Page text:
Sound money management is no different for women, men
“Money management tips for every woman” is how the email heralded a new book.
But why every woman? Men have to play, too.
There is no call for gender prejudice when it comes to managing money. Money is unisex.
Wash your mouth if you're about to say “everybody knows” men spend too much on sports and guns while women throw it away on clothes and hairdos. Or men have a “better head” for stocks and bonds while it takes a woman to cook a meatloaf.
That sort of stereotyping justifies too many businessmen in not talking to their wives about finances until it's too late. Even though in many homes it's the Mrs. who's better at balancing the checkbook.
Both sexes have a lot to learn about money management in this era of longer life expectancies and a government that spends like there are no grandchildren. Old age security looks shakier. People crave more financial cushion in retirement — if retirement's even possible. So here's some advice not gender-specific: Save.
Save before you take it home.
After putting away 5 percent or 10 percent, you'll learn not even to consider it part of your income for spending. And it doesn't really matter that much where it's put away.
In stocks or mutual funds, fine; 401(k) plans or Individual Retirement Accounts (IRAs) better yet, for the tax advantages.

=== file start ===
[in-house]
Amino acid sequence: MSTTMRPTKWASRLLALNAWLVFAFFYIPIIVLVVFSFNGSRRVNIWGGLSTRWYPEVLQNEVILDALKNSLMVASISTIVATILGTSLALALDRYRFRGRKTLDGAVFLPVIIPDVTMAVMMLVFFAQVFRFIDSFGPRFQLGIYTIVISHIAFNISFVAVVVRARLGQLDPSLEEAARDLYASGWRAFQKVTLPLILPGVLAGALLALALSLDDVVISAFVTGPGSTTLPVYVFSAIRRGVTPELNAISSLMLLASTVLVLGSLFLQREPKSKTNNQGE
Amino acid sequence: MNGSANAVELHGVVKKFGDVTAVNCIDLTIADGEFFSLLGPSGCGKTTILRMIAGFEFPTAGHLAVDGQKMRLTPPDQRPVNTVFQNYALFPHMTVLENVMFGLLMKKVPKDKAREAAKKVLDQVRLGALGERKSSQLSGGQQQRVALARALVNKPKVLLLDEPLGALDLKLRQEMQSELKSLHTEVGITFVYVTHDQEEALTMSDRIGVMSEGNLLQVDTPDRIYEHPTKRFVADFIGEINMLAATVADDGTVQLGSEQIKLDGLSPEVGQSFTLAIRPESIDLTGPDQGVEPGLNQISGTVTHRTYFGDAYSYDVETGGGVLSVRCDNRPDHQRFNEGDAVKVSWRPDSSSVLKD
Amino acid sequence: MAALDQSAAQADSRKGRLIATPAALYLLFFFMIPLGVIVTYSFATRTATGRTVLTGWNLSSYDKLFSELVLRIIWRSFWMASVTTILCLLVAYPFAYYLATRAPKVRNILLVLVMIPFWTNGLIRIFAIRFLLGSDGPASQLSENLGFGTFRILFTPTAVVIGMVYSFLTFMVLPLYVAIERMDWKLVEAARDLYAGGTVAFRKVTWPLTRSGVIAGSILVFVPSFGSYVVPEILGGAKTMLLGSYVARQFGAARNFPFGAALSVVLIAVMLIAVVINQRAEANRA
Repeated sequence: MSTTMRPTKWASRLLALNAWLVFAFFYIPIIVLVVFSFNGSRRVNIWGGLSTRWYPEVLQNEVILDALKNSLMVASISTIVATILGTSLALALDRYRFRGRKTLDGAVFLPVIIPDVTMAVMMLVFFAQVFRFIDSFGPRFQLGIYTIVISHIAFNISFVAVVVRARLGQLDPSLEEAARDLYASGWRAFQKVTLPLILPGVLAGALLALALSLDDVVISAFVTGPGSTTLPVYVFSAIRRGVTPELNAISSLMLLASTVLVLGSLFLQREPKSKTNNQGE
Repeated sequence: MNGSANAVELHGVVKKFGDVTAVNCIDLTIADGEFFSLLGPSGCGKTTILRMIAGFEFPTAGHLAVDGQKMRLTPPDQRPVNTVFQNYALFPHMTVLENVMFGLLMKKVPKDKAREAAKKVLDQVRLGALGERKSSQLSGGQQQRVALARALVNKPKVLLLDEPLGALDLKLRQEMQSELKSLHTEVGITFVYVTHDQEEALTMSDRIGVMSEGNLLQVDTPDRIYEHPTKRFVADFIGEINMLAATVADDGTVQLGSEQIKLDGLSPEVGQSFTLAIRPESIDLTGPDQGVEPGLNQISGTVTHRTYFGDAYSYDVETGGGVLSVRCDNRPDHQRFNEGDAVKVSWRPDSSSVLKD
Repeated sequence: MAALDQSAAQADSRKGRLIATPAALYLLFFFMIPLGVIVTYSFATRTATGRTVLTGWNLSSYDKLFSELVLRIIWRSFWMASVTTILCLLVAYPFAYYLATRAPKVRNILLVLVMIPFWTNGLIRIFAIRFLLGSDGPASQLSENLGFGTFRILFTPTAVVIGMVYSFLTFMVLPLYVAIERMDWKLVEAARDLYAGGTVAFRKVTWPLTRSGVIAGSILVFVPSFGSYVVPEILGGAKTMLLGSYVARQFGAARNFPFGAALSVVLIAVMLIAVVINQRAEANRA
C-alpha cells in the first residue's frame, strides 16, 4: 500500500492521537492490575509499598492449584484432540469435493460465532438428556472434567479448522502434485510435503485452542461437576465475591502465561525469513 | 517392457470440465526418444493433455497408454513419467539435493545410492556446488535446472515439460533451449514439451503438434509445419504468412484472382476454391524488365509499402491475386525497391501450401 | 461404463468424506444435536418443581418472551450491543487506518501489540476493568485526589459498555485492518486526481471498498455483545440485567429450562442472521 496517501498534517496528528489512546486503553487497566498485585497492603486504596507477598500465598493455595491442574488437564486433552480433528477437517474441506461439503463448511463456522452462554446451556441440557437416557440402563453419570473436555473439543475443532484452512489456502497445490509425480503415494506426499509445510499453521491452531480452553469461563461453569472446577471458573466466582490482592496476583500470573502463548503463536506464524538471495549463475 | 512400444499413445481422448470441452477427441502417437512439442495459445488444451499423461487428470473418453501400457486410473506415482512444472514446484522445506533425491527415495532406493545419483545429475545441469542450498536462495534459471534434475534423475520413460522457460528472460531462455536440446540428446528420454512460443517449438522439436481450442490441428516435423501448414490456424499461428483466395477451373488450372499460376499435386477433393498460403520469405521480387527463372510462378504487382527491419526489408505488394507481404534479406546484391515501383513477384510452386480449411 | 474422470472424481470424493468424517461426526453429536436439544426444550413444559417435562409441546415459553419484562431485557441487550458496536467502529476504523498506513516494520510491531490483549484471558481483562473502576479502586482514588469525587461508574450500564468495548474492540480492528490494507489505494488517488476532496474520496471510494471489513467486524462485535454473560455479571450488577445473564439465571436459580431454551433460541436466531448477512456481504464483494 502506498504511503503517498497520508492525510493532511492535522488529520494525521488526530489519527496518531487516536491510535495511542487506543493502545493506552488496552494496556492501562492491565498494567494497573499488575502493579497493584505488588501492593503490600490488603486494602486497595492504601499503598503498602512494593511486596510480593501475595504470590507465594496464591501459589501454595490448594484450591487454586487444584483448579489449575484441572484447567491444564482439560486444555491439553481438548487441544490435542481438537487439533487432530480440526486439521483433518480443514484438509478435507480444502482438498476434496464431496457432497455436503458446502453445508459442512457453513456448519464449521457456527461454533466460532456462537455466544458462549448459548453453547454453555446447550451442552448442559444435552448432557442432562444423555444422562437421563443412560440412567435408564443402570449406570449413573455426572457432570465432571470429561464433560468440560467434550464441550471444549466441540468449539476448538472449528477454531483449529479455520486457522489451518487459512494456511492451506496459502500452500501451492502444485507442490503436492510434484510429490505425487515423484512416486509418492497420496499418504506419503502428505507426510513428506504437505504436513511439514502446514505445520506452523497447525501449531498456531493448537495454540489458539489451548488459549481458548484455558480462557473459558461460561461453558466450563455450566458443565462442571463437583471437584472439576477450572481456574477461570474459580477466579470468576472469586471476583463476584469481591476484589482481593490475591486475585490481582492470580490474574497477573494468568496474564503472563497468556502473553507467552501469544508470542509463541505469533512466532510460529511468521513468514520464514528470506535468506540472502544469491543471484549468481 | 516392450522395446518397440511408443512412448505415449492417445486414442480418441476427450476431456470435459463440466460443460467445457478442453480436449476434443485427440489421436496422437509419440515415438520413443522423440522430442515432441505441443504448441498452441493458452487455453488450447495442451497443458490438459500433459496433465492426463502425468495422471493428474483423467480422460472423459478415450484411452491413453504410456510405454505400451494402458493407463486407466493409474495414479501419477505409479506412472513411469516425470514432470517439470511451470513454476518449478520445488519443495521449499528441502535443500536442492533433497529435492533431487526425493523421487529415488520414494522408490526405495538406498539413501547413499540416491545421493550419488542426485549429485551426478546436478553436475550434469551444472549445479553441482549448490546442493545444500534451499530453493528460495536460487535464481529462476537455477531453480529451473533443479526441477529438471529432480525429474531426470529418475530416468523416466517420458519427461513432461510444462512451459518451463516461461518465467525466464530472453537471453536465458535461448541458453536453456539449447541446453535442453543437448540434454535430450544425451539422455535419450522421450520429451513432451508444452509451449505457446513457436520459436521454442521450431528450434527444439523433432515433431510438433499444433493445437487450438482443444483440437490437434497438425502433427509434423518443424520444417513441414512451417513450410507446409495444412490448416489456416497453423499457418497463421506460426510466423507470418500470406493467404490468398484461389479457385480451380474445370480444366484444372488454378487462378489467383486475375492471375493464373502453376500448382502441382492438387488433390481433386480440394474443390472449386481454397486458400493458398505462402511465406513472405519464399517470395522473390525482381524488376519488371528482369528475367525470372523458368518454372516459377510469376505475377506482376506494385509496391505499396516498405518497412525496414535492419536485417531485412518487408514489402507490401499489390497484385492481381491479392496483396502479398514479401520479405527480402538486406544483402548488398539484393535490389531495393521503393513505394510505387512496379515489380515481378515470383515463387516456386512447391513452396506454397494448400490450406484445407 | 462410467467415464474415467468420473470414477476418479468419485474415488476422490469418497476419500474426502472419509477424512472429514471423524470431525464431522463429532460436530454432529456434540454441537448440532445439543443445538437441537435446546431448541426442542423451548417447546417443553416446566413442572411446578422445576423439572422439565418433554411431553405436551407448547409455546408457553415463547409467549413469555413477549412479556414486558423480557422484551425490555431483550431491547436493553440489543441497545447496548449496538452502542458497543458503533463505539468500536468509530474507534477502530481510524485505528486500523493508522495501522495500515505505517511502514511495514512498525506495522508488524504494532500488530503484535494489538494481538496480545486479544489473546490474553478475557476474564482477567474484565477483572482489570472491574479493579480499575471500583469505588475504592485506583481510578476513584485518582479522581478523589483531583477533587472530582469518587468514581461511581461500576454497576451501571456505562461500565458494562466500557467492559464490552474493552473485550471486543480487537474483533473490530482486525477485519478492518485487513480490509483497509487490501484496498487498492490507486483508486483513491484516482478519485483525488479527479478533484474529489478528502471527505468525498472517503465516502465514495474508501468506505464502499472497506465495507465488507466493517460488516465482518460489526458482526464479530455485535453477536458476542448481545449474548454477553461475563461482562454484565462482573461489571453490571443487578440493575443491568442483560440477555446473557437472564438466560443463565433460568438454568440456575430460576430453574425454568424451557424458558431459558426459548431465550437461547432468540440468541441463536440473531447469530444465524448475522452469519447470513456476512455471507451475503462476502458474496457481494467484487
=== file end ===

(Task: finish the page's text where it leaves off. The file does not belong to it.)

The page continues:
In insured bank savings, better than nothing, for the ready cash and despite skimpy interest yields. Blame the government's wild spending for that. The Federal Reserve holds interest rates near zero so as not to bust the U.S. Treasury with service charges on the national debt.
The result, though, is that the government discourages thrift, a traditional middle-class strength, nudging people to spend every cent by various forms of stimulus. Inflation lurks down the road for that sin.
Still, managing your money better than Uncle Sam does dictates saving something.
A survey by Larsson Research & Strategy, an Oregon advisory firm, finds nearly half of women fear they'll end up broke in their golden years. Some even foresee homelessness. Yet 54 percent feel not truly welcomed by a financial industry they find “male-oriented.”
The recent recession prodded women to get more involved in saving and investing strategies, the survey found. Nevertheless, financial savvy remains a minority taste. “Only 20 percent of all women have it,” says Luna Jaffe, author of “Wild Money: A Creative Journey to Financial Wisdom.”
She offers tips for women worried how far their money will or won't go:
• Start small. Mastering the little things boosts confidence. If burdened by debt, write down exactly where you are right now, noting each credit account and its interest rate. Once you know where you stand, you can begin paying the monster down.
• Do something every day to tend to your finances; even if it's just five minutes checking on accounts, organizing paperwork.
• Speak up. There are no “dumb” questions to put to bankers, accountants, financial advisers. In fact, they tend to respect clients with the gumption to doubt and question, male or female.
Jack Markowitz is a Thursday columnist of Trib Total Media. Email firstname.lastname@example.org.
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